What rights do I have?

The Right to Advocate for Change.

The First Amendment to the U.S. Constitution protects the rights of groups and individuals who advocate changes in laws, government practices, and even the form of government.

The Right to Remain Silent.

The Fifth Amendment of the Constitution provides that every person has the right to remain silent in the face of questions posed by any police officer or government agent.

The Right to be Free from "Unreasonable Searches and Seizures."

The Fourth Amendment is supposed to protect your privacy. Without a warrant, no government agent is allowed to search your home or office and you can refuse to let them in. Know, however, that it is easy for the government to monitor your telephone calls, conversations in your office, home, car, or meeting place, as well as mail. E-mail is particularly insecure. The government has already begun stepping up its monitoring of e-mails.


What should I do if agents come to question me?

  1. YOU DO NOT HAVE TO TALK TO THE POLICE, FBI, INS, OR ANY OTHER LAW ENFORCEMENT AGENT OR INVESTIGATOR. Other than providing your name and address to a police officer who is investigating a crime, you are not legally obligated to talk to anyone: on the street, at your home or office, if you've been arrested, or even if you're in jail. Only a judge has the legal authority to order you to answer questions.

  2. YOU DO NOT HAVE TO LET POLICE OR OTHER LAW ENFORCEMENT AGENTS INTO YOUR HOME OR OFFICE UNLESS THEY HAVE A SEARCH WARRANT OR ARREST WARRANT. Demand to see the warrant. The warrant must specifically describe the place to be searched and the things to be seized. If they have a warrant, you cannot stop them from entering and searching, but you should still tell them that you do not consent to a search.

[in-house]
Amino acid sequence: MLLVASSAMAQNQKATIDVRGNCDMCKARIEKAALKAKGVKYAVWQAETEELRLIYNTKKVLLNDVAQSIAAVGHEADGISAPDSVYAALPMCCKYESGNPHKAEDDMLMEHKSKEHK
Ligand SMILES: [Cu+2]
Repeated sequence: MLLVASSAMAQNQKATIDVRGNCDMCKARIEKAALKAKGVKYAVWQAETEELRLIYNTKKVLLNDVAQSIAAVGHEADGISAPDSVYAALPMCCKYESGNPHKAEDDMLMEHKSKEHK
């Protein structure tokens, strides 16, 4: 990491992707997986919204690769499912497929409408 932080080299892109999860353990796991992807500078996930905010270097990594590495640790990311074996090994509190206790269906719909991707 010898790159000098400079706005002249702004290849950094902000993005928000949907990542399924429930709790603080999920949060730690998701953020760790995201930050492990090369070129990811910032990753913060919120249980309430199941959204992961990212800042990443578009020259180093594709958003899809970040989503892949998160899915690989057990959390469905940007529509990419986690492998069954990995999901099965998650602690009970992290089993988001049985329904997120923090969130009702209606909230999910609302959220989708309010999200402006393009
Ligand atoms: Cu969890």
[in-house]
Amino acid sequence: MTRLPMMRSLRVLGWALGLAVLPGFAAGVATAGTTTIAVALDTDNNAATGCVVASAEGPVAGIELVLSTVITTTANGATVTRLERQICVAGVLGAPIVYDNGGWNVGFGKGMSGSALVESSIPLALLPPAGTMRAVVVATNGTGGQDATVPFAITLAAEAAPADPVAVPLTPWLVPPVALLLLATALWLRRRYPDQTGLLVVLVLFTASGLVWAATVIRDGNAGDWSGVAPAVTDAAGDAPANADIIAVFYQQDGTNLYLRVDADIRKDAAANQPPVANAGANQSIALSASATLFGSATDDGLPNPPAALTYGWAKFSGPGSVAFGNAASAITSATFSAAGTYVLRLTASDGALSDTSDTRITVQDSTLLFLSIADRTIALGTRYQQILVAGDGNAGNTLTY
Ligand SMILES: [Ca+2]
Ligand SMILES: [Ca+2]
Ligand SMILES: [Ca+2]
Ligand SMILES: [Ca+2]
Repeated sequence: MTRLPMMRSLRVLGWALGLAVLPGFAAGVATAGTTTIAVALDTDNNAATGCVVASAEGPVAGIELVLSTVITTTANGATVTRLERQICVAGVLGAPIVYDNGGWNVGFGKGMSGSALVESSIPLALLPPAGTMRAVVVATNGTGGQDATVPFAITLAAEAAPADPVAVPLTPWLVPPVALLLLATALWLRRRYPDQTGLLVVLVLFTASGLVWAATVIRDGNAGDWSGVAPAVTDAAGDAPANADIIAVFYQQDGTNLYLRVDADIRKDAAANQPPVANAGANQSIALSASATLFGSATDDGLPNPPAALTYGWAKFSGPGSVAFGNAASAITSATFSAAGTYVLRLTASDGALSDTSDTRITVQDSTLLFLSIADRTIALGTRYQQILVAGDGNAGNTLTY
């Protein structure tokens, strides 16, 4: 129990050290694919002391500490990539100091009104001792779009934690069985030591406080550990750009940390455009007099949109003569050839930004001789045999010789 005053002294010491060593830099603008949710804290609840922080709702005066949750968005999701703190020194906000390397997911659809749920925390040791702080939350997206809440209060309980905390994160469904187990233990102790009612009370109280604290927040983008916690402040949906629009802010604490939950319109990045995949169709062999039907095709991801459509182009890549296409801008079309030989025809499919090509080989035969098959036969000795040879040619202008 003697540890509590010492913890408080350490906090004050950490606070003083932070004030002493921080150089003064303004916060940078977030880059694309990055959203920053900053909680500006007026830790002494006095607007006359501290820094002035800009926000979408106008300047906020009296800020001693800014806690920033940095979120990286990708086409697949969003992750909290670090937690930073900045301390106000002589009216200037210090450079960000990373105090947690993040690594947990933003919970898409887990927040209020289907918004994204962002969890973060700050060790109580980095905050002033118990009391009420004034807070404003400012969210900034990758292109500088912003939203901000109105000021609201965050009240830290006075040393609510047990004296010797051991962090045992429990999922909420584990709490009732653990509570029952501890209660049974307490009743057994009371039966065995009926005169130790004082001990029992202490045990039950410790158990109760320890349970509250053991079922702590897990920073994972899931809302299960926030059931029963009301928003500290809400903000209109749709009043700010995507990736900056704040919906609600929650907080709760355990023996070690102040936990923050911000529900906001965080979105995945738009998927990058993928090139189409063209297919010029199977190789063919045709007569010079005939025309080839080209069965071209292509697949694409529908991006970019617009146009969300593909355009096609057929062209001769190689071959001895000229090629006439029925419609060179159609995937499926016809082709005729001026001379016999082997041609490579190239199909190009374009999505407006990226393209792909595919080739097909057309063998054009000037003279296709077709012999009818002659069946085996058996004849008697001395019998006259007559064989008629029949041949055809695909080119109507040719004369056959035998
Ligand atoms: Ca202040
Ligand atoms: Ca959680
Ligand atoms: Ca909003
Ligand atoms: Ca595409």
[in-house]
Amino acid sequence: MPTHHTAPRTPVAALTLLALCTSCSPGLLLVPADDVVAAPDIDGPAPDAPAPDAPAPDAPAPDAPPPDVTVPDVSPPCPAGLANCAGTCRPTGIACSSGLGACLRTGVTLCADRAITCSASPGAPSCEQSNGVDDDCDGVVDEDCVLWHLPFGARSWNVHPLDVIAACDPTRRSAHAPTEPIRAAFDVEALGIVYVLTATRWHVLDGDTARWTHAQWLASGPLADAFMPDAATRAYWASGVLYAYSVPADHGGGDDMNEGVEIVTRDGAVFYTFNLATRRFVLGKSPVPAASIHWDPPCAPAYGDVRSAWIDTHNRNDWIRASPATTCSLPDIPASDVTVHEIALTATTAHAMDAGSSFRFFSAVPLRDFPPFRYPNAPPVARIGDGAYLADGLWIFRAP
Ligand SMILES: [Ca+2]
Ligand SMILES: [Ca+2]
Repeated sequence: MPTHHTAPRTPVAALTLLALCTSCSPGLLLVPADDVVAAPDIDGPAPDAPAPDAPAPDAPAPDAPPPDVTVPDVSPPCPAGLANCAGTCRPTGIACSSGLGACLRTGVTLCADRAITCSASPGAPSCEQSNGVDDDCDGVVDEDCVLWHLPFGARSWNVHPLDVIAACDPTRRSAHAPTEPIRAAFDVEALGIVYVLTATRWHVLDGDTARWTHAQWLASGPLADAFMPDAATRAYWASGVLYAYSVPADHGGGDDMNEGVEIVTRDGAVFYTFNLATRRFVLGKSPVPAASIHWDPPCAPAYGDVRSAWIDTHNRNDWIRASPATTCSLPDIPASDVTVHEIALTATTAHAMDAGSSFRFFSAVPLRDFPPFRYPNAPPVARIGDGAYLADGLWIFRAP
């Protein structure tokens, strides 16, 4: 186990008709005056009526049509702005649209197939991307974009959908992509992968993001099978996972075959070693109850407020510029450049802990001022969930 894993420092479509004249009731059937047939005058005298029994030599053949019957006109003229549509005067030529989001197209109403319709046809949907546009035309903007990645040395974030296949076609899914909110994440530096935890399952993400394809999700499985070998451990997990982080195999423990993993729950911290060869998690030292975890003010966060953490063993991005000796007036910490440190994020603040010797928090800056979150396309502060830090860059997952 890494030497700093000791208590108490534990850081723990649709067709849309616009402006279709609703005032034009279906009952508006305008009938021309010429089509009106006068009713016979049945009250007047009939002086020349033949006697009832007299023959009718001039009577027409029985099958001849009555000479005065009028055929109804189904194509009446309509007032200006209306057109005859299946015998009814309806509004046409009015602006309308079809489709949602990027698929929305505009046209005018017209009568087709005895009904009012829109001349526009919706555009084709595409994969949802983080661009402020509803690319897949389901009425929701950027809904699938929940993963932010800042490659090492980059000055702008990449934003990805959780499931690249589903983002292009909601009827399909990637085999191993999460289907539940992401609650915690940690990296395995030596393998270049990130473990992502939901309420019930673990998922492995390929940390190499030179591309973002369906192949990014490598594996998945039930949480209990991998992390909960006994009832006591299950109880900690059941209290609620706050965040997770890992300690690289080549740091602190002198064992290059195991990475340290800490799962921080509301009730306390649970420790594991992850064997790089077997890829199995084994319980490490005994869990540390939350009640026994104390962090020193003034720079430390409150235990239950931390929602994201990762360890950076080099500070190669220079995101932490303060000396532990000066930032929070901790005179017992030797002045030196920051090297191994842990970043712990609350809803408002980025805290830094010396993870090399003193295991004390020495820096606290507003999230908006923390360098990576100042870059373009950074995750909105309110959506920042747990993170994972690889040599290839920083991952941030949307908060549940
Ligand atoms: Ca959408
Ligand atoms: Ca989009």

This will limit them to the scope of the search authorized by the warrant.

  3. IF THEY DO PRESENT A WARRANT, YOU HAVE THE RIGHT TO MONITOR THEIR SEARCH AND ACTIVITIES. You have the right to observe what they do. You have the right to ask them for their names and titles. Take written notes including their names, badge numbers, and what agency they are from. Have your friends who are present act as witnesses. Give this information to your lawyer. A warrant does not give the government the right to question, nor does it obligate you to answer questions.

    Police and other law enforcement agents are very skilled at getting information from people. Many people are afraid that if they refuse to cooperate, it will appear as if they have something to hide. Don't be fooled. The police are allowed to (and do) lie to you. Although agents may seem nice and pretend to be on your side, they are likely to be intent on learning about the habits, opinions, and affiliations of people not suspected of wrongdoing, with the end goal of stopping political activity with which the government disagrees. Trying to answer agents' questions, or trying to "educate them" about your cause can be very dangerous. You can never tell how a seemingly harmless bit of information that you give them might be used and misconstrued to hurt you or someone else. And keep in mind that lying to a federal agent is a crime.